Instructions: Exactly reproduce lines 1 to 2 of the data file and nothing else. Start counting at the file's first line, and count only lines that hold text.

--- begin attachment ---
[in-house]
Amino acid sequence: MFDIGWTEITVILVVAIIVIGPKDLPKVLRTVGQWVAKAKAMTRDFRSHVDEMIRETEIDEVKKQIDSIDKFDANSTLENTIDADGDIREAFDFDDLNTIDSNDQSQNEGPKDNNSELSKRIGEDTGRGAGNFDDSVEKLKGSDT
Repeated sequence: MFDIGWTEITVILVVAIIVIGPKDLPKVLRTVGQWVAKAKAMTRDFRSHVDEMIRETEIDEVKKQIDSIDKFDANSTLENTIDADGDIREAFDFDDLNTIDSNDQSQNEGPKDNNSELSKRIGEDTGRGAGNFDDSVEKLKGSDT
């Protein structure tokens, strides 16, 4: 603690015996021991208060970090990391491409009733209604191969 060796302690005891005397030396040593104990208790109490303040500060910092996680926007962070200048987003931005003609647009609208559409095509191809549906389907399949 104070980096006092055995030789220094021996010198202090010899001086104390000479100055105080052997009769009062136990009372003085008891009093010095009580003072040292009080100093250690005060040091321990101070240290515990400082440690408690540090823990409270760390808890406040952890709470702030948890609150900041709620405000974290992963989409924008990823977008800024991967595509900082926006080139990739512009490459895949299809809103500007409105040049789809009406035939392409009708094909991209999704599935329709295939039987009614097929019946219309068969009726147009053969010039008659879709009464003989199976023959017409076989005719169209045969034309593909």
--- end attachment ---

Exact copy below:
[in-house]
Amino acid sequence: MFDIGWTEITVILVVAIIVIGPKDLPKVLRTVGQWVAKAKAMTRDFRSHVDEMIRETEIDEVKKQIDSIDKFDANSTLENTIDADGDIREAFDFDDLNTIDSNDQSQNEGPKDNNSELSKRIGEDTGRGAGNFDDSVEKLKGSDT